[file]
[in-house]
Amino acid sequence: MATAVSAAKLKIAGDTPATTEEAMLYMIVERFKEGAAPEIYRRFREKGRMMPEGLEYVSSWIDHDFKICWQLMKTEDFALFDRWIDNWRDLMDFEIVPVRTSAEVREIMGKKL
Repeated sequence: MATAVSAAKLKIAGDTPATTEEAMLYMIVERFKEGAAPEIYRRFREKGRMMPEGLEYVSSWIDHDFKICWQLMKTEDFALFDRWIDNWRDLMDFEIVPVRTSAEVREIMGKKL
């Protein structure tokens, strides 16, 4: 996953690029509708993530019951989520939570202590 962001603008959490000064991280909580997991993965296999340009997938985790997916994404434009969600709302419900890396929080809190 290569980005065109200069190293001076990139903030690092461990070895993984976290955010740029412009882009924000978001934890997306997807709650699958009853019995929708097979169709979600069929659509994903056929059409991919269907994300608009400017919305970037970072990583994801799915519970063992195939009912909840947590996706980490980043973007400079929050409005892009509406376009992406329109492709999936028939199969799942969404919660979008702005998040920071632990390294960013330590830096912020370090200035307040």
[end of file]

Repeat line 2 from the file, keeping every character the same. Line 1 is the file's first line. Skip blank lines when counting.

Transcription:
Amino acid sequence: MATAVSAAKLKIAGDTPATTEEAMLYMIVERFKEGAAPEIYRRFREKGRMMPEGLEYVSSWIDHDFKICWQLMKTEDFALFDRWIDNWRDLMDFEIVPVRTSAEVREIMGKKL